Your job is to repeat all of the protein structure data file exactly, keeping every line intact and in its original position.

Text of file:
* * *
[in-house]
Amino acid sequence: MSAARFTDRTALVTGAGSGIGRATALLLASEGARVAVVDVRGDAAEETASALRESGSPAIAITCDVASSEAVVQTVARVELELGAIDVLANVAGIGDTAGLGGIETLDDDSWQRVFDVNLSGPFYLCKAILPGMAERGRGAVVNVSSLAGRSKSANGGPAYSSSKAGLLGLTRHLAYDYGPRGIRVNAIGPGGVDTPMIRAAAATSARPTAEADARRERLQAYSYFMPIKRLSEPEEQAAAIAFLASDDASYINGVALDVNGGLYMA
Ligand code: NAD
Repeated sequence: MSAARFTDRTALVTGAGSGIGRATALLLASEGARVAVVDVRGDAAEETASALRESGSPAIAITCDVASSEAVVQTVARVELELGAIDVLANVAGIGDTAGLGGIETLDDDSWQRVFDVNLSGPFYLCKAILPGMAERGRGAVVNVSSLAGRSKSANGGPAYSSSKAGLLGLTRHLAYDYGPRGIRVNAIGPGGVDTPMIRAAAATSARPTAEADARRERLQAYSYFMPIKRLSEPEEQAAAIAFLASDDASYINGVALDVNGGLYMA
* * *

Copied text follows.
[in-house]
Amino acid sequence: MSAARFTDRTALVTGAGSGIGRATALLLASEGARVAVVDVRGDAAEETASALRESGSPAIAITCDVASSEAVVQTVARVELELGAIDVLANVAGIGDTAGLGGIETLDDDSWQRVFDVNLSGPFYLCKAILPGMAERGRGAVVNVSSLAGRSKSANGGPAYSSSKAGLLGLTRHLAYDYGPRGIRVNAIGPGGVDTPMIRAAAATSARPTAEADARRERLQAYSYFMPIKRLSEPEEQAAAIAFLASDDASYINGVALDVNGGLYMA
Ligand code: NAD
Repeated sequence: MSAARFTDRTALVTGAGSGIGRATALLLASEGARVAVVDVRGDAAEETASALRESGSPAIAITCDVASSEAVVQTVARVELELGAIDVLANVAGIGDTAGLGGIETLDDDSWQRVFDVNLSGPFYLCKAILPGMAERGRGAVVNVSSLAGRSKSANGGPAYSSSKAGLLGLTRHLAYDYGPRGIRVNAIGPGGVDTPMIRAAAATSARPTAEADARRERLQAYSYFMPIKRLSEPEEQAAAIAFLASDDASYINGVALDVNGGLYMA